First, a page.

If Howard Dean wins the nomination and puts Wesley Clark on the
ticket, as he planned before Clark himself entered the race, the
final days of September and October 2004 could be a real awakening
for the left. Or perhaps a bestirring of the ghost of the
Rockefeller vision of a genuine Internationale of the bourgeoisie.
The General, after all, has been a central figure in one of Soros'
most influential institutions, the International Crisis Group.
Founded in 1986 as a private multinational organization "committed to
strengthening the capacity of the international community to
understand and respond to impending crises," the ICG comprises
numerous ex-politicians, diplomats and representatives of business
and the media.
Beside the Open Society Institute, foundation and private sector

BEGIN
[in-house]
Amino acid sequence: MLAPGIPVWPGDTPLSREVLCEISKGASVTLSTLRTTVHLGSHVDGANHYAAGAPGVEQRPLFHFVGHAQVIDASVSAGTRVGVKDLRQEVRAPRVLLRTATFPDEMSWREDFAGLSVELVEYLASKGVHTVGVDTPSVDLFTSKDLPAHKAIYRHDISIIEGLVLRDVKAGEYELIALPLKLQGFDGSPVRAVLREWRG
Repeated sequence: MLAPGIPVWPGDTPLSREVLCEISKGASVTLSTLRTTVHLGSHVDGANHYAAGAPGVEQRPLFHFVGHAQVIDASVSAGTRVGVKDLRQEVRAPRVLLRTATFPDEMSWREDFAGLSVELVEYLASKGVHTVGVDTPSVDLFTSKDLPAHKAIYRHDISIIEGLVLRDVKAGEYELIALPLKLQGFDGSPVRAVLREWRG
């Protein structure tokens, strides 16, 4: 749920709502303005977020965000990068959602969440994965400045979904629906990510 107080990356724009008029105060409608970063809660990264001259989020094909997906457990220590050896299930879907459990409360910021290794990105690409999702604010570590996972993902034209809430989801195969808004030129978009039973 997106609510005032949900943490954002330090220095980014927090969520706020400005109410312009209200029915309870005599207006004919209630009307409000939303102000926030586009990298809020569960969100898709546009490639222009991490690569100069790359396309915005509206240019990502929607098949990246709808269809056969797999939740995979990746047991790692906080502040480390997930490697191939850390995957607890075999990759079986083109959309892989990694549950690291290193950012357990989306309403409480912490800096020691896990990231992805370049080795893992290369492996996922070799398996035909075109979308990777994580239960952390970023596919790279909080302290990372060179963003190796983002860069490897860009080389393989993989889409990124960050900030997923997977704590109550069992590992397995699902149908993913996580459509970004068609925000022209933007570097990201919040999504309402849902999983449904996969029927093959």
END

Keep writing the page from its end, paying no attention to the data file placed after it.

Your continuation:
donors include The Atlantic Philanthropies, Carnegie Corporation of
New York, Ford Foundation, Bill & Melinda Gates Foundation, William &
Flora Hewlett Foundation, The Henry Luce Foundation, Inc., John D. &
Catherine T. MacArthur Foundation, The John Merck Fund, Charles
Stewart Mott Foundation, Ploughshares Fund, The Ruben & Elisabeth
Rausing Trust, the Sasakawa Peace Foundation, the Sarlo Foundation of
the Jewish Community Endowment Fund and the United States Institute
George Soros would have a great deal of influence over a Dean-Clark
Administration, but particularly so in the international context.
For that vision to be achieved, the Neo-Centrics are needed to steer
the former Nader voters and the independent left back into the
Democratic Party. Soros is a past master at forging unlikely
alliances, and the odds seem to be moving in his favor once again.